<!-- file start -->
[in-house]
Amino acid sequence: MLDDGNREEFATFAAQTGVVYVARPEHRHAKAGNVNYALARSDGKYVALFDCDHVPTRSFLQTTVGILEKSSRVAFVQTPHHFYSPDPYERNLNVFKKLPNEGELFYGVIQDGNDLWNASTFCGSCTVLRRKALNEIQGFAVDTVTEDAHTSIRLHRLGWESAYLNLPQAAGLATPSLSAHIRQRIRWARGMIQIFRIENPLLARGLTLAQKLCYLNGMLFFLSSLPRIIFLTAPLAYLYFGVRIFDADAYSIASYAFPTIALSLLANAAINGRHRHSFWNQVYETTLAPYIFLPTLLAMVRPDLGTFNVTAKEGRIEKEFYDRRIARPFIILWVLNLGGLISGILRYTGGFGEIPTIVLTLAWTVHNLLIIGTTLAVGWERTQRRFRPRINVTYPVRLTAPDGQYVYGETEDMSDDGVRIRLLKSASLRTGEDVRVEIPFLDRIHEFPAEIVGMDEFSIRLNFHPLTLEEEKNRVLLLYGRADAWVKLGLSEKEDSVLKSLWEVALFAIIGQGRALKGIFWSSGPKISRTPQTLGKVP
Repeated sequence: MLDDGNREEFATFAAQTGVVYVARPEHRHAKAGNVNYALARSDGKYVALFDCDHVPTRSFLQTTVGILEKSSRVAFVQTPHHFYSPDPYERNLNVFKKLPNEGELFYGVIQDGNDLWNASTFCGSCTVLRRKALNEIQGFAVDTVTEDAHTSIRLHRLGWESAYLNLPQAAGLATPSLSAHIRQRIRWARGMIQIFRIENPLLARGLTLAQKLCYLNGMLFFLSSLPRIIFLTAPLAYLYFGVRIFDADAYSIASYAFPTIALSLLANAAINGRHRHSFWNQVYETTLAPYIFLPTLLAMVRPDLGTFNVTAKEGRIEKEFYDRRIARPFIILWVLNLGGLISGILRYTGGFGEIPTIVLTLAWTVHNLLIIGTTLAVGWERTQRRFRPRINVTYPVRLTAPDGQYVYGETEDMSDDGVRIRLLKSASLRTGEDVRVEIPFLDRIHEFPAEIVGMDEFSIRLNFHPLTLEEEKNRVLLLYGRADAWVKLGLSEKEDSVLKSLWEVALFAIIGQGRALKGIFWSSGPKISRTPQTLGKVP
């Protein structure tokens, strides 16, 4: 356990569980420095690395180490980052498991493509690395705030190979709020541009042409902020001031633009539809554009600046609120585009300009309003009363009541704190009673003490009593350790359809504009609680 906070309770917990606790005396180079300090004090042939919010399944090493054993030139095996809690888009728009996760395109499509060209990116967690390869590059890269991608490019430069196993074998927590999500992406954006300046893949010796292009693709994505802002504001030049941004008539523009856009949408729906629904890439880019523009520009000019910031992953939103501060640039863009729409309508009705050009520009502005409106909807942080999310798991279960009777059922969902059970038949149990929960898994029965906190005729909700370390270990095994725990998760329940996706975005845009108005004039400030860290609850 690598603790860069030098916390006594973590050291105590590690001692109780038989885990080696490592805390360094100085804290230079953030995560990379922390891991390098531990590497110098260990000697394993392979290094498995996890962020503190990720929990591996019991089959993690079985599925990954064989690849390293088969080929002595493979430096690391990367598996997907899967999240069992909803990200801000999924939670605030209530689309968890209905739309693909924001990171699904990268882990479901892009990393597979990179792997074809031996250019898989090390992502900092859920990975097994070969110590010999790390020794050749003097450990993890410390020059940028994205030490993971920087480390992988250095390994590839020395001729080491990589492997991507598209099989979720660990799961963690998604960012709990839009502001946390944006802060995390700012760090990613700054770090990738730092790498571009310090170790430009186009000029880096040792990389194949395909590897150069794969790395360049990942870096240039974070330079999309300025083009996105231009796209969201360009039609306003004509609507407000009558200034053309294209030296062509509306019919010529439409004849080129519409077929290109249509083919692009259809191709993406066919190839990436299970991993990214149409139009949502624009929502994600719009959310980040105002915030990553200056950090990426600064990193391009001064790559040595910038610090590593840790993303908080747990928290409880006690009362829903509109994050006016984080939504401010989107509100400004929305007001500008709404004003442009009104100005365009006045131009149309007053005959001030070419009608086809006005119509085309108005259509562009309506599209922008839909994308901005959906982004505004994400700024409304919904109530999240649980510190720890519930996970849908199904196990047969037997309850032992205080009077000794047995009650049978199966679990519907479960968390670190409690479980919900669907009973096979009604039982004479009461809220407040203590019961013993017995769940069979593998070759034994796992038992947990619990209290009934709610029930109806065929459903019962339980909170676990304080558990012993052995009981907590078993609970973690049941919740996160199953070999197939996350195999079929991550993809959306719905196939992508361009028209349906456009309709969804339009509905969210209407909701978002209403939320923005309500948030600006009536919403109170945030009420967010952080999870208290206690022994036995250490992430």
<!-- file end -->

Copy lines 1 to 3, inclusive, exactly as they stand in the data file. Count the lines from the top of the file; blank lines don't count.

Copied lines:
[in-house]
Amino acid sequence: MLDDGNREEFATFAAQTGVVYVARPEHRHAKAGNVNYALARSDGKYVALFDCDHVPTRSFLQTTVGILEKSSRVAFVQTPHHFYSPDPYERNLNVFKKLPNEGELFYGVIQDGNDLWNASTFCGSCTVLRRKALNEIQGFAVDTVTEDAHTSIRLHRLGWESAYLNLPQAAGLATPSLSAHIRQRIRWARGMIQIFRIENPLLARGLTLAQKLCYLNGMLFFLSSLPRIIFLTAPLAYLYFGVRIFDADAYSIASYAFPTIALSLLANAAINGRHRHSFWNQVYETTLAPYIFLPTLLAMVRPDLGTFNVTAKEGRIEKEFYDRRIARPFIILWVLNLGGLISGILRYTGGFGEIPTIVLTLAWTVHNLLIIGTTLAVGWERTQRRFRPRINVTYPVRLTAPDGQYVYGETEDMSDDGVRIRLLKSASLRTGEDVRVEIPFLDRIHEFPAEIVGMDEFSIRLNFHPLTLEEEKNRVLLLYGRADAWVKLGLSEKEDSVLKSLWEVALFAIIGQGRALKGIFWSSGPKISRTPQTLGKVP
Repeated sequence: MLDDGNREEFATFAAQTGVVYVARPEHRHAKAGNVNYALARSDGKYVALFDCDHVPTRSFLQTTVGILEKSSRVAFVQTPHHFYSPDPYERNLNVFKKLPNEGELFYGVIQDGNDLWNASTFCGSCTVLRRKALNEIQGFAVDTVTEDAHTSIRLHRLGWESAYLNLPQAAGLATPSLSAHIRQRIRWARGMIQIFRIENPLLARGLTLAQKLCYLNGMLFFLSSLPRIIFLTAPLAYLYFGVRIFDADAYSIASYAFPTIALSLLANAAINGRHRHSFWNQVYETTLAPYIFLPTLLAMVRPDLGTFNVTAKEGRIEKEFYDRRIARPFIILWVLNLGGLISGILRYTGGFGEIPTIVLTLAWTVHNLLIIGTTLAVGWERTQRRFRPRINVTYPVRLTAPDGQYVYGETEDMSDDGVRIRLLKSASLRTGEDVRVEIPFLDRIHEFPAEIVGMDEFSIRLNFHPLTLEEEKNRVLLLYGRADAWVKLGLSEKEDSVLKSLWEVALFAIIGQGRALKGIFWSSGPKISRTPQTLGKVP